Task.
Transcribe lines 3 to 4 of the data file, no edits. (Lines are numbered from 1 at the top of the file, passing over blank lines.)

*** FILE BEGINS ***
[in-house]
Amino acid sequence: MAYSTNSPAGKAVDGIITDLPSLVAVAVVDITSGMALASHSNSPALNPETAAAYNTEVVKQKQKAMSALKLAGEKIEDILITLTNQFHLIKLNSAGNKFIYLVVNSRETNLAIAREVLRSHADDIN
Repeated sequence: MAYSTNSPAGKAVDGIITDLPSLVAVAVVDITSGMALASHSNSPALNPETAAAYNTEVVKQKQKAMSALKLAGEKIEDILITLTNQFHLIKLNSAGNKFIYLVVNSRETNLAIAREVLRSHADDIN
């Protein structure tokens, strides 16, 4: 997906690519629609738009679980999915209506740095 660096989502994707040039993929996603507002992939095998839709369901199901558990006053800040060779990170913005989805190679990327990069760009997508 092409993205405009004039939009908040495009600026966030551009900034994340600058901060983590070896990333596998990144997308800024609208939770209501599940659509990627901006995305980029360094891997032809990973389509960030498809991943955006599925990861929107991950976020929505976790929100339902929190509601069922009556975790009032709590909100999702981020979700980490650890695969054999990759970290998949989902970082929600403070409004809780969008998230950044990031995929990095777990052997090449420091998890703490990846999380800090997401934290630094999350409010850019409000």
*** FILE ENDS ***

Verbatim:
Repeated sequence: MAYSTNSPAGKAVDGIITDLPSLVAVAVVDITSGMALASHSNSPALNPETAAAYNTEVVKQKQKAMSALKLAGEKIEDILITLTNQFHLIKLNSAGNKFIYLVVNSRETNLAIAREVLRSHADDIN
């Protein structure tokens, strides 16, 4: 997906690519629609738009679980999915209506740095 660096989502994707040039993929996603507002992939095998839709369901199901558990006053800040060779990170913005989805190679990327990069760009997508 092409993205405009004039939009908040495009600026966030551009900034994340600058901060983590070896990333596998990144997308800024609208939770209501599940659509990627901006995305980029360094891997032809990973389509960030498809991943955006599925990861929107991950976020929505976790929100339902929190509601069922009556975790009032709590909100999702981020979700980490650890695969054999990759970290998949989902970082929600403070409004809780969008998230950044990031995929990095777990052997090449420091998890703490990846999380800090997401934290630094999350409010850019409000």